A Primer on Search Engine Optimisation

There are lots of good primers on Search Engine Optimisation out there in the world. This is mine. It was written with my workplace in mind, a community college in British Columbia, Canada. The principles, however, are universal.

We all know that having your content appear at (or near) the top of a search engine results page means a lot more people are going to click the link to your site. Getting a top results position means getting more traffic; getting even a second-page listing often means being considered invisible.

So what can you do to make sure your content gets to the top of a search engine results page?

  1. Know your message
  2. Know your audience
  3. Keyword research
  4. Putting your research to use

Step One: Know your message

We assume that you’re doing the job you’re doing because you love it. You have passion for the industry you’re in and the greater issues that make your industry exciting.

You need to communicate that passion to other people who share your passion.

Decide clearly what message you want to communicate to your audience. Part of deciding that message comes with Step Two: Know your audience. You’ll probably go back and forth between getting to know your audience and refining your message.

Ideally, part of deciding what the message will be should align with the overall college messaging. By working synergistically with the overall college message, we have the opportunity to have visitors attracted to the college as a whole. That means your marketing efforts could benefit students that may be more interested in other programs and schools—and other programs’ and schools’ marketing can benefit students interested in yours.

But you must develop a clear, succinct message that your audience will resonate with. The School of Environment and Geomatics may focus on environmental issues that resonate deeply with young, environmentally-aware people. In this case, the message might be: “You can make a difference to the health of the planet by becoming a [job title]. We at S_____ College care deeply about the issues that matter to you. Come to S_____ College and learn to be that world-changer.”

Be prepared to be consistent in communicating your message wherever you meet with your audience, online and in person.

Further reading: Content strategy: optimising your efforts for success

Step Two: Know your audience

Any and all information you can get about your target audience will help you. Research your target audience. Find out their demographics. Find online communities where your target audience congregates. Join those communities and participate in them. With your school or program’s Facebook account, join related Facebook groups. Listen to what’s being discussed and contribute honestly—not just indiscriminately spamming links to your school or program page. Follow people and groups on Twitter that relate to your industry, and join the conversation. Join forums and message boards and do the same. Become known as an authentic, genuine, real person that people can trust. Then when you do mention your school or program, your recommendation will be trusted.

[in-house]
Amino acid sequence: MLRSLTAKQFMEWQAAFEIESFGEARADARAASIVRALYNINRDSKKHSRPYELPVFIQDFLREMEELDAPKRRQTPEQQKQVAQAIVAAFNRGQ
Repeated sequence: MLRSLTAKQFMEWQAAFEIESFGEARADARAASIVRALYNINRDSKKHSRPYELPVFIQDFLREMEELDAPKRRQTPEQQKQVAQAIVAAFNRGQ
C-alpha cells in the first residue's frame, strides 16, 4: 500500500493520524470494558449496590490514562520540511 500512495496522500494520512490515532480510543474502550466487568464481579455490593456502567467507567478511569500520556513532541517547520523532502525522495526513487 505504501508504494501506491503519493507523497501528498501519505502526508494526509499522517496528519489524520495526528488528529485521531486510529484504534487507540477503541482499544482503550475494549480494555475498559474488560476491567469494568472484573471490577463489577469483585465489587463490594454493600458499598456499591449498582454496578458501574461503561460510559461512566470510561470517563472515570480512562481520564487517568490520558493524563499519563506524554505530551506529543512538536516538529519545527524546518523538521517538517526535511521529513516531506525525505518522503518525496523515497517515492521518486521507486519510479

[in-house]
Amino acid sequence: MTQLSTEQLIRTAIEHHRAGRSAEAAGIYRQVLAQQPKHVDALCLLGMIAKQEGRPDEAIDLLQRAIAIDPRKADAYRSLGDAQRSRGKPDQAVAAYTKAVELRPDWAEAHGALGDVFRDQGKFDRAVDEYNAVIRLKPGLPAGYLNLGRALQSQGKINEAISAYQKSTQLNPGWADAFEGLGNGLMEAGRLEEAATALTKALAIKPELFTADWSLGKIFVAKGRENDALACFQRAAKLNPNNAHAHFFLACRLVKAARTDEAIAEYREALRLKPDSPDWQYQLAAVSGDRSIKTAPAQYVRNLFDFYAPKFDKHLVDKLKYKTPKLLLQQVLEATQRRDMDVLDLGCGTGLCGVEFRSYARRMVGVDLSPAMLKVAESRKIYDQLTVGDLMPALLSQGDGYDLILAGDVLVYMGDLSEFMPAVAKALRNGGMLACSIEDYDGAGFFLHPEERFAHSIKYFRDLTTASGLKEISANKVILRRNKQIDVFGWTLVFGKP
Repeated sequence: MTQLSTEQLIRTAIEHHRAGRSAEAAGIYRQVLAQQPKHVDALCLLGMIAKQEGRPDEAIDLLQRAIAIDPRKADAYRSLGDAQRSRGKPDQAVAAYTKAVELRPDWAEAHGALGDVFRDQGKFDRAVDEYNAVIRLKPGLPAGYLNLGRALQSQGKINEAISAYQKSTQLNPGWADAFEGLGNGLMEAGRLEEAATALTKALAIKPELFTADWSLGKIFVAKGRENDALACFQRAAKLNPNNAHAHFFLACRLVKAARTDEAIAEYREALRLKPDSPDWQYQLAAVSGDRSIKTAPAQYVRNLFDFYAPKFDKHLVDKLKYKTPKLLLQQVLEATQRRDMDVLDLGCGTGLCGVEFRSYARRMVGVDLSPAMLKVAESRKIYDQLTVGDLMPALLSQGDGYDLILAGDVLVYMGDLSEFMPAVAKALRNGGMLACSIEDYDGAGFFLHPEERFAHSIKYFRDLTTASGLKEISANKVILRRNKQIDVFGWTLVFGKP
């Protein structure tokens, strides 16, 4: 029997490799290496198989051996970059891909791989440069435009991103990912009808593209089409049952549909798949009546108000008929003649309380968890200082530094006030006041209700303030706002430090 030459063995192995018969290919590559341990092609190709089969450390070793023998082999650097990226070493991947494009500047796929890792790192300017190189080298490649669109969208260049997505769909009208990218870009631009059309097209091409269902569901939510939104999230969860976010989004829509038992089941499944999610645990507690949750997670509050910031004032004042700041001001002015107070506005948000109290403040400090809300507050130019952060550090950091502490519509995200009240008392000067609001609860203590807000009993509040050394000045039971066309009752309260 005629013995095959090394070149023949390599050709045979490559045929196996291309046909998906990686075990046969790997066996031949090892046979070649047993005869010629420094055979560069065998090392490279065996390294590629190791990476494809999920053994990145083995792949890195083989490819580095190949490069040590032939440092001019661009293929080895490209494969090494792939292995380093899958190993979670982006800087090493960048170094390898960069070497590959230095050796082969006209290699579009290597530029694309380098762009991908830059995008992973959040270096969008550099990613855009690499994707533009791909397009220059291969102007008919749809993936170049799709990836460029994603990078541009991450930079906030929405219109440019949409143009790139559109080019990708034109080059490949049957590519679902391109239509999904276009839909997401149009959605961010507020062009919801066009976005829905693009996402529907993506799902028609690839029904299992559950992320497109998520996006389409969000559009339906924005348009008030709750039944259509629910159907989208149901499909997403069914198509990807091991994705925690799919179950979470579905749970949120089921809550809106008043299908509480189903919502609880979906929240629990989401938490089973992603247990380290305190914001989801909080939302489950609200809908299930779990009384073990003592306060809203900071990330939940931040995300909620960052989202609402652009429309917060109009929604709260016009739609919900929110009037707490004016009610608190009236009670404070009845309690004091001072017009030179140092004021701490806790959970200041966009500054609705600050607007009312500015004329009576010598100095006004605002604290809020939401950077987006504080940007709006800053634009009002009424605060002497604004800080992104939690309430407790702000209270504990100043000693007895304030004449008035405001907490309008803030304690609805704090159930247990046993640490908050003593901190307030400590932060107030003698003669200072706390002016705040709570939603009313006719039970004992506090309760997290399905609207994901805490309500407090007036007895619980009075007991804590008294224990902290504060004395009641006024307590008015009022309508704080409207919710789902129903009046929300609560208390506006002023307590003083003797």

Let your passion show. If you don’t care, your audience will sense that and dismiss your intended message as just another marketing schtick.

What does this have to do with SEO? If you don’t know your audience, and you don’t have a trusted voice—and your competitors do—you will waste a lot of time targetting the wrong people with the wrong messages.

As you discover who your audience is, and what is important to them, refine your message appropriately to more accurately reflect their interests and desires.

Step Three: Keyword Research

“Keyword research is one of the most fundamental SEO activities, but it’s also one of the least talked about.” — Effective Keyword SEO Research, Julie Batten, clickz.com

We can’t emphasise it enough—without carefully researching what keywords to target, your Search Engine Optimisation (SEO) efforts will be useless. There is nothing more important than selecting good, relevant keywords.

The process of discovering the appropriate keywords for your site is called keyword research. Keyword research involves painstaking investigation to discover:

  • what terms people search for,
  • how often,
  • how many other sites appear for those terms, and
  • which other sites appear for those terms.

Note: we use the term “keywords”, but most people search for short phrases such as “study online” or “how to apply to s_____ college”. You should generally think in terms of short phrases that actual people are using today; the tools we recommend later in the report will help you see what phrases people are currently using.